The Scarlet Letter

Lesson 3

Objective

Analyze Hawthorne’s portrayal of Hester and her situation in Chapter 2.

Readings and Materials

  • Book: The Scarlet Letter by Nathaniel Hawthorne  — Chapter 2: The Marketplace

Target Task

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Question 1

Which of the following best describes the demeanor of the crowd as described in paragraph one?

A.

solemn

B.

frail

C.

accepting

D.

inauspicious

Question 2

The narrator’s description of the women in the crowd as “morally, as well as materially” of a “coarser fiber” indicates that they are

A.

guilty and dishonest.

B.

gracious and kind.

C.

unattractive and harsh.

D.

pious and virtuous.

Question 3

What do you, the reader, know about Hester and her situation after having read the first two chapters of the novel? What techniques (select from the list below) does Hawthorne use to reveal this information? Use relevant details from the text to support your answer.

  • Characterization
  • Juxtaposition
  • Diction
  • Narration
  • Imagery
  • Other relevant techniques of your choice

Key Questions

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  • How does the narrator describe the crowd that has assembled at the beginning of Chapter 2?
  • Where have they assembled?
  • What is unusual about their demeanor according to Hawthorne?
  • What is the relationship between religion and law in this town?
  • How does the relationship between religion and the law impact the people’s behavior according to paragraph one?
  • Who is taking particular interest in the “penal infliction” that is about to occur?
  • How does Hawthorne describe the women in the second paragraph? Track his diction here and throughout the chapter.
  • What seems to be the women’s opinion of Hester Prynne? Of the punishment she has received from the magistrates? What diction supports your answer?
  • Who is the “town-beadle”? What does he represent according to the text on p. 4?
  • Who can we infer is the “young woman” with the beadle? How do Hawthorne’s descriptions of her actions help to characterize her on this page?
  • What is she holding? What does it mean that she realized “one token of her shame would but poorly serve to hide another?”
  • Track the diction used to describe the young woman. How does the author juxtapose her against the women in the crowd?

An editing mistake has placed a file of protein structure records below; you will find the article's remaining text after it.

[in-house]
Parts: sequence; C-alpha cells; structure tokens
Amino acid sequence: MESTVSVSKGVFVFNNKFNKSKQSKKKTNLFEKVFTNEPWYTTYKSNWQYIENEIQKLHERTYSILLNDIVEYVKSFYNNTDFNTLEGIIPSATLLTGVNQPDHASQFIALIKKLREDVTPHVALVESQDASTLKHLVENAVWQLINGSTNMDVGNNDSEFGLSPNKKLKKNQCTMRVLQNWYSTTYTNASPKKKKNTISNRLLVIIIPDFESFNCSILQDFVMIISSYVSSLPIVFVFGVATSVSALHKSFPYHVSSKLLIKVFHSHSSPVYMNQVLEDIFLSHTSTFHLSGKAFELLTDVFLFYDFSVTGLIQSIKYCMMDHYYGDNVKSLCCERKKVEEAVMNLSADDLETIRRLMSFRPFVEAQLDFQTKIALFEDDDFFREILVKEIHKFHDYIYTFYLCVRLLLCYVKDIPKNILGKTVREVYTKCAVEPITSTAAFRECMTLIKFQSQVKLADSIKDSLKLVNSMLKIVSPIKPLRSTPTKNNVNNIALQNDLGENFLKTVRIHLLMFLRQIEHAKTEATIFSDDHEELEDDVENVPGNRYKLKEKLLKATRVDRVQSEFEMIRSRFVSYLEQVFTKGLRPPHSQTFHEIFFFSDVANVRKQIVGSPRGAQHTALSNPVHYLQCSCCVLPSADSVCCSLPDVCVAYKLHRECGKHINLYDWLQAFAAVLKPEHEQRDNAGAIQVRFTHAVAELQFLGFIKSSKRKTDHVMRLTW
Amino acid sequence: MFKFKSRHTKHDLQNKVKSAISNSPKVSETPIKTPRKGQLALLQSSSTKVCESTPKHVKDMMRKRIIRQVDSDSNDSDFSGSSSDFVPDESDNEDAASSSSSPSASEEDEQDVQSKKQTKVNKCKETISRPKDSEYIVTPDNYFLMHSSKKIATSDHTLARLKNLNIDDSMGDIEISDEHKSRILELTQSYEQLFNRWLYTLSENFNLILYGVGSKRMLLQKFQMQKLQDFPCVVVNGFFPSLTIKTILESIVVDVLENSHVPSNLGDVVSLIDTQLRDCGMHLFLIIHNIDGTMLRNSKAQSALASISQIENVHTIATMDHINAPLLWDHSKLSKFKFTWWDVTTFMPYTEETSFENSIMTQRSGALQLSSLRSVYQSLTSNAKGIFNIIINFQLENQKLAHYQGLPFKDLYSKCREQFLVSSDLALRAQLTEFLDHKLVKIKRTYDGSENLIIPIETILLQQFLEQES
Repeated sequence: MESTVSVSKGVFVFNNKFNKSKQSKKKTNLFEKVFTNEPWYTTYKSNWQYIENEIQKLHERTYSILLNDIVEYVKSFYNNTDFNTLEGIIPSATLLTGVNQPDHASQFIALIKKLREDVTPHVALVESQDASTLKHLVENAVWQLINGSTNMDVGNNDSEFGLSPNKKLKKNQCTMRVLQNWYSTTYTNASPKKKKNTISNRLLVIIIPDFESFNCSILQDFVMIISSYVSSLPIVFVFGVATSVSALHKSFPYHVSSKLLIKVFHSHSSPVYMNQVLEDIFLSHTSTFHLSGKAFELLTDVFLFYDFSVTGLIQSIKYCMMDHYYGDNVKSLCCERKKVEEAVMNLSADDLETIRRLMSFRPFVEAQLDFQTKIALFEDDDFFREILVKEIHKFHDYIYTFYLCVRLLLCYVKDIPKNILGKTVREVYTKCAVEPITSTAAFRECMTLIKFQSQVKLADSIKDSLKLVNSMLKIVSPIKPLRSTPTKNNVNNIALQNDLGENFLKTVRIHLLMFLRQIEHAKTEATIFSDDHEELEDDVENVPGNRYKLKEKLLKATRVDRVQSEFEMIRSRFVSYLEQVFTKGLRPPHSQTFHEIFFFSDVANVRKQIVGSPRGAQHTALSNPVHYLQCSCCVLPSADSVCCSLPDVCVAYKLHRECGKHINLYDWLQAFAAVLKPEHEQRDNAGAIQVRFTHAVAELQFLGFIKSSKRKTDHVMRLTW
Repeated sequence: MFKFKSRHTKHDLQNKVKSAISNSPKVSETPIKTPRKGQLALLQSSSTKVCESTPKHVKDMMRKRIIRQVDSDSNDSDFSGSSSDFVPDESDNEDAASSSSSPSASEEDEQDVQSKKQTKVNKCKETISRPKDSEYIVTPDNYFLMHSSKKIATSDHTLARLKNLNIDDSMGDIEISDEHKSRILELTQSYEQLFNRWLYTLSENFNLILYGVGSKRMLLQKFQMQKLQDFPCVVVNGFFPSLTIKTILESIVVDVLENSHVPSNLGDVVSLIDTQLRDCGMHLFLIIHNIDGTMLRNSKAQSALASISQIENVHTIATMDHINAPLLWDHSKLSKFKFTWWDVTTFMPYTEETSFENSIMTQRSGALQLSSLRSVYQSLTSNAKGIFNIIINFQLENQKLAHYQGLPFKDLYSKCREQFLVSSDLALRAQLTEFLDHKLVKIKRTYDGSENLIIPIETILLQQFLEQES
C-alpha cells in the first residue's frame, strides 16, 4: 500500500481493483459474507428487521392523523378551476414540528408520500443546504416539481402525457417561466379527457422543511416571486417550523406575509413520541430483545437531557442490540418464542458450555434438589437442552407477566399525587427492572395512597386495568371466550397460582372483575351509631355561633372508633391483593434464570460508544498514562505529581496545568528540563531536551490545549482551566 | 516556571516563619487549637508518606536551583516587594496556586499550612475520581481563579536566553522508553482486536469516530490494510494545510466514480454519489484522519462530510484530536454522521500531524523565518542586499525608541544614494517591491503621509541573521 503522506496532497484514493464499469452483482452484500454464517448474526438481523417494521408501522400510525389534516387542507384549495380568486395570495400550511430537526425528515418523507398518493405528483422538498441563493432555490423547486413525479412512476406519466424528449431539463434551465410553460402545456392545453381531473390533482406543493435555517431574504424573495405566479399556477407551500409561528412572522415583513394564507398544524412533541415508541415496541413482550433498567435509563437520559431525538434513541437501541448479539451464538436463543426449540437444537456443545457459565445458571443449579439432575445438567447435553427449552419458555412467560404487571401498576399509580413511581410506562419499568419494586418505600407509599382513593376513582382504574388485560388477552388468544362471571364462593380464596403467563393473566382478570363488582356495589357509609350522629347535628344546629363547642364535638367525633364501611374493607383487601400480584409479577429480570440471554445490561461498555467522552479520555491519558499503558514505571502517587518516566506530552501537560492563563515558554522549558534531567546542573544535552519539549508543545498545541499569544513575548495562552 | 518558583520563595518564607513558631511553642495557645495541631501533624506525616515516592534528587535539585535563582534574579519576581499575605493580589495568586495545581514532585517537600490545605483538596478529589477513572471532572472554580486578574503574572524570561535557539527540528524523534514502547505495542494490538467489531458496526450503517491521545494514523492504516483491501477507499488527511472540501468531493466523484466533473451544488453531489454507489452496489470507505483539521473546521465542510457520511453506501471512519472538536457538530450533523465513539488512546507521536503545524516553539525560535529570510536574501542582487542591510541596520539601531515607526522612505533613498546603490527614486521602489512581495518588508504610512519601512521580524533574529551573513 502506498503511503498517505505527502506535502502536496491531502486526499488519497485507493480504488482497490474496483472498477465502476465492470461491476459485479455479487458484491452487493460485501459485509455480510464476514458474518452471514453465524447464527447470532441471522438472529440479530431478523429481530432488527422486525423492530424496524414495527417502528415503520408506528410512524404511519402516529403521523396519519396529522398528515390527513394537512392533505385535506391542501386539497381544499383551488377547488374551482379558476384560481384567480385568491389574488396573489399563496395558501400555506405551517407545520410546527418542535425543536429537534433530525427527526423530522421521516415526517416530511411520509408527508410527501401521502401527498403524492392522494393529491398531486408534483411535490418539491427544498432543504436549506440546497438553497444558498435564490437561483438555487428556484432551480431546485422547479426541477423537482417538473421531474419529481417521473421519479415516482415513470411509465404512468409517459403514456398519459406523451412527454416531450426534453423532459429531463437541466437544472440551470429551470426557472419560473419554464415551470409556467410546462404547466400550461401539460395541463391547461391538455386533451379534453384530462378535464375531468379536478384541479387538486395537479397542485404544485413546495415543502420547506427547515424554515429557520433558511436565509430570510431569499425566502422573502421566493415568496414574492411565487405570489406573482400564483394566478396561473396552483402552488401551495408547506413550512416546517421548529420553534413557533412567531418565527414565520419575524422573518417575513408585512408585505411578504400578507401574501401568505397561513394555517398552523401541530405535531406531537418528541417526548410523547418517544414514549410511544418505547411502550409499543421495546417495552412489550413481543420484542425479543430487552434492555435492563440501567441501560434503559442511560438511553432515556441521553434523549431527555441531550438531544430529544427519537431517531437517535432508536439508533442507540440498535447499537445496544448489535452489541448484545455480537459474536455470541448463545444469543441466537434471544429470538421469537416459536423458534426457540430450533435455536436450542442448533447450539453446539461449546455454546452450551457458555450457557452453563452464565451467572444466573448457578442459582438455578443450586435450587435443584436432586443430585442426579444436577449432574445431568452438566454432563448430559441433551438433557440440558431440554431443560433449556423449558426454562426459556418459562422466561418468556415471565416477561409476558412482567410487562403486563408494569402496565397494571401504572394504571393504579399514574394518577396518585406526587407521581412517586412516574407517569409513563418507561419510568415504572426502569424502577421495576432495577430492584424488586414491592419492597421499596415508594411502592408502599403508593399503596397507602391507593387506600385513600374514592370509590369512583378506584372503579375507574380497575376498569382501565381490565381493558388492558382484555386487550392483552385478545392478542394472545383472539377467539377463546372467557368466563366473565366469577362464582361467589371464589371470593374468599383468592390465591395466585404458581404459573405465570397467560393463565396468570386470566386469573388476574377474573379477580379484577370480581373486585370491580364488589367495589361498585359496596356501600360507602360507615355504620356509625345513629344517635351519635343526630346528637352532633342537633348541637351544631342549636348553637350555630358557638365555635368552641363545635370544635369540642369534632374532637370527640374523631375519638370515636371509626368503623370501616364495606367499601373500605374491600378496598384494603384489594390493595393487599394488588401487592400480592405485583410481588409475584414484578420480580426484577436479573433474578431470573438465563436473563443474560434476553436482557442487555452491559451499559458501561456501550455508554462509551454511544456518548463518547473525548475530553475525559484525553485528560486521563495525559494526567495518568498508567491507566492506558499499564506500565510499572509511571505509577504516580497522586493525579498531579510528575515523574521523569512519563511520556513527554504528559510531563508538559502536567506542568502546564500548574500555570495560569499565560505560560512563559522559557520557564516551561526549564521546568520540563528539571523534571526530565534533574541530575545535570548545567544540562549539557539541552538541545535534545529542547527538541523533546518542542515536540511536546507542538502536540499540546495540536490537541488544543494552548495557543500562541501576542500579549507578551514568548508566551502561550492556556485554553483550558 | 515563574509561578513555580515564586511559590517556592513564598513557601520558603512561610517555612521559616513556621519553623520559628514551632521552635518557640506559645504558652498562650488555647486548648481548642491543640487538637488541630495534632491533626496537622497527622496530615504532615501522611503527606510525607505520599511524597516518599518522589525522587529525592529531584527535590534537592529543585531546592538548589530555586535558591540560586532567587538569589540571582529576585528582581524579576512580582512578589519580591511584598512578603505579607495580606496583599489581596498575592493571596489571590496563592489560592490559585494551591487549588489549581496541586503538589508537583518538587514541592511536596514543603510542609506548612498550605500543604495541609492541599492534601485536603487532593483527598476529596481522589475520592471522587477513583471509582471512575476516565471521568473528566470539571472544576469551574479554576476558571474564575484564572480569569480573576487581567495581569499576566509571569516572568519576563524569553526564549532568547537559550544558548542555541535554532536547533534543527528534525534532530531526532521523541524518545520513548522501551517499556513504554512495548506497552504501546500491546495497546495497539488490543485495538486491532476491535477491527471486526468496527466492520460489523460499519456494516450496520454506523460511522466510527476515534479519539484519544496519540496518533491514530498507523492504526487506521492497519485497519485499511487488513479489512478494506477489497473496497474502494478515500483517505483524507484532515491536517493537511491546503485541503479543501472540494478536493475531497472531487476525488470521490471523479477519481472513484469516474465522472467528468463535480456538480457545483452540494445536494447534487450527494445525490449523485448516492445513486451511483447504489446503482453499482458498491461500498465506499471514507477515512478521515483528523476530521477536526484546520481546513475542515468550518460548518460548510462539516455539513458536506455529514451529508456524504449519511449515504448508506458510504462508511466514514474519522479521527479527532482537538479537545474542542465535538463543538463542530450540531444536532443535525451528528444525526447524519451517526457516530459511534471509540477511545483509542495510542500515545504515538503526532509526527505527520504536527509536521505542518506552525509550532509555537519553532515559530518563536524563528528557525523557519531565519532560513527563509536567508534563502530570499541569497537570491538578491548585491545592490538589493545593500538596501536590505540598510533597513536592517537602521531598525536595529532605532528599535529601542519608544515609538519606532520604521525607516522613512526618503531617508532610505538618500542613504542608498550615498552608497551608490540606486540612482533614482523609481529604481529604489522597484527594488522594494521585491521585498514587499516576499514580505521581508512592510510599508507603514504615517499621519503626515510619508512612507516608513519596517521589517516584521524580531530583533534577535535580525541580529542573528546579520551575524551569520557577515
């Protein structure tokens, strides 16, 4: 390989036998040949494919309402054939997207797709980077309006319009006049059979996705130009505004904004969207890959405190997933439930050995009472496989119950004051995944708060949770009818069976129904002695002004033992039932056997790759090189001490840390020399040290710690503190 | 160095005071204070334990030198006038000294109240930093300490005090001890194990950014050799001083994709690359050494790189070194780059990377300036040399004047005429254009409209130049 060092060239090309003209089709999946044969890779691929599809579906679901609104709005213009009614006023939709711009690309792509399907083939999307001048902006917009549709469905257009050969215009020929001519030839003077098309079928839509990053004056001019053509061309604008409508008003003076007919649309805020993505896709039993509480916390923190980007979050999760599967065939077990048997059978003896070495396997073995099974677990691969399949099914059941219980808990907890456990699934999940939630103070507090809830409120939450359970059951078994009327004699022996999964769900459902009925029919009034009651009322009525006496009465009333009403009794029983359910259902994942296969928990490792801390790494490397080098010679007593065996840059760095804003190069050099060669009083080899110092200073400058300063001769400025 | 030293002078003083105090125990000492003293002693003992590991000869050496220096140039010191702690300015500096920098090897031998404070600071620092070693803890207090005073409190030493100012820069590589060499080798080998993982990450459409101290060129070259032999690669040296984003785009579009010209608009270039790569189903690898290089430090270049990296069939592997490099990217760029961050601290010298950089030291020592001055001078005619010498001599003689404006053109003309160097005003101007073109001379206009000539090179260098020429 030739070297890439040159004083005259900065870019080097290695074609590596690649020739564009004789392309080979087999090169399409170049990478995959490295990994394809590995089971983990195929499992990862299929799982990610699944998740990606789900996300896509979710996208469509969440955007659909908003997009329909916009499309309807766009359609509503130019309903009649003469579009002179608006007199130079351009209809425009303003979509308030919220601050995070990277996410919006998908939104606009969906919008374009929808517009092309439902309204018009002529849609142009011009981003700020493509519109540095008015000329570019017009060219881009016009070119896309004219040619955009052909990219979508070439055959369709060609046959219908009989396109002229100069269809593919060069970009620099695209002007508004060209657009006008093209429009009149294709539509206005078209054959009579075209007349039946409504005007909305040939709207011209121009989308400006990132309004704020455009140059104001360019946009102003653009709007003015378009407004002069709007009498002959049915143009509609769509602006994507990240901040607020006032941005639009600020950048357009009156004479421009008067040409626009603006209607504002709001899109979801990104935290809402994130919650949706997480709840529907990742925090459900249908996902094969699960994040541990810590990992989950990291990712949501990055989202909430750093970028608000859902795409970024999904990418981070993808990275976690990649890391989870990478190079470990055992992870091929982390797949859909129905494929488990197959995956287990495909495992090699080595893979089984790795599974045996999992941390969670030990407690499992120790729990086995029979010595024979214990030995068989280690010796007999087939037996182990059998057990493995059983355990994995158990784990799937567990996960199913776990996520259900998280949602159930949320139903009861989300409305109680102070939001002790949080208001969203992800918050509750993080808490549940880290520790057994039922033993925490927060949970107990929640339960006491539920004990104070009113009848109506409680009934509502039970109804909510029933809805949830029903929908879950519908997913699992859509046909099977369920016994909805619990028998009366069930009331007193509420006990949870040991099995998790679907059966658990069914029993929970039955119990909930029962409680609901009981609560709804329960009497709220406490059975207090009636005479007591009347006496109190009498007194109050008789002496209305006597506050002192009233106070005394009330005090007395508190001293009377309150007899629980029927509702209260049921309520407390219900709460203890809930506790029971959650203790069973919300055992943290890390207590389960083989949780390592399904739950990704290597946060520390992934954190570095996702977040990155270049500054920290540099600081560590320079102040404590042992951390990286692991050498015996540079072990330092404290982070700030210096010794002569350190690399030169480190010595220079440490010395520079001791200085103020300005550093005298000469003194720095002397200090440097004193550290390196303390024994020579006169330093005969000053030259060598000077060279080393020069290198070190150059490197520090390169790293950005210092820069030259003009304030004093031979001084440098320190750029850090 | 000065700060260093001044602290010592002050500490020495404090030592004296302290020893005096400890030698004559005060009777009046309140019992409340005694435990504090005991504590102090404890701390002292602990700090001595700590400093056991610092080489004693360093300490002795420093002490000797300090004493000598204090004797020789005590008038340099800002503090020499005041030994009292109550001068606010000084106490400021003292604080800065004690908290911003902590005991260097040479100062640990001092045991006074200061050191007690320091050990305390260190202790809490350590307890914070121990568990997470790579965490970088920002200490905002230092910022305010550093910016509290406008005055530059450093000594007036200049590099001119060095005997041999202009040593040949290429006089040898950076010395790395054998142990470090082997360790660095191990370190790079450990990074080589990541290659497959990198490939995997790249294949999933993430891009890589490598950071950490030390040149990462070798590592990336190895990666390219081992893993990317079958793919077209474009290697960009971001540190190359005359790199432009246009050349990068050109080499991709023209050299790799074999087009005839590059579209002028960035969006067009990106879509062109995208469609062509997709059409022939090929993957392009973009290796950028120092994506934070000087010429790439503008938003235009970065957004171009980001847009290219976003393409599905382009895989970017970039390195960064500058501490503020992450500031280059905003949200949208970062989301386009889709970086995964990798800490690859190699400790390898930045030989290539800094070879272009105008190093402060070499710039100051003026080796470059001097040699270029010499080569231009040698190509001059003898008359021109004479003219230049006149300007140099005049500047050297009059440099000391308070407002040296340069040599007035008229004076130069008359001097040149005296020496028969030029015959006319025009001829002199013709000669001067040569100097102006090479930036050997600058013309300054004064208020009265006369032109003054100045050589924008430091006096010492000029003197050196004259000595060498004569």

• According to the descriptions on pp. 4 and 5, what surprised the people in the crowd about Hester’s appearance as she emerged from prison?
  • What is the meaning of the Beadle’s phrase, “iniquity is dragged into the sunshine,” and how does it help to characterize the Puritans?
  • We know by p. 4 that Hester’s punishment is to wear the scarlet letter and stand with her child on the scaffold in the center of the Marketplace while the whole town looks on. Track the following on pp. 4–8
      Track evidence of the difference between Hester’s inner feelings and the outer appearance she is presenting during this experience. Track evidence that hints at what the “sin” is for which she is being punished. Track evidence that the townspeople seem to consider her sin a very grave one necessitating harsh punishment.
  • Track evidence of the difference between Hester’s inner feelings and the outer appearance she is presenting during this experience.
  • Track evidence that hints at what the “sin” is for which she is being punished.
  • Track evidence that the townspeople seem to consider her sin a very grave one necessitating harsh punishment.
  • Who is narrating the story thus far? What impact does the narration have on what we as readers know?
  • What/who does Hester see as she looks out at the crowd?
  • What does she come to realize more fully as she stands before the crowd? How does this realization impact her?
  • Track evidence of the difference between Hester’s inner feelings and the outer appearance she is presenting during this experience.
  • Track evidence that hints at what the “sin” is for which she is being punished.
  • Track evidence that the townspeople seem to consider her sin a very grave one necessitating harsh punishment.

Notes

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The teacher might wish to provide a visual depicting the layout of an early New England settlement or ask students to do a quick sketch based on descriptions in the novel. Particularly, the proximity of the prison, the marketplace, and the scaffold might help students visualize the action of the novel.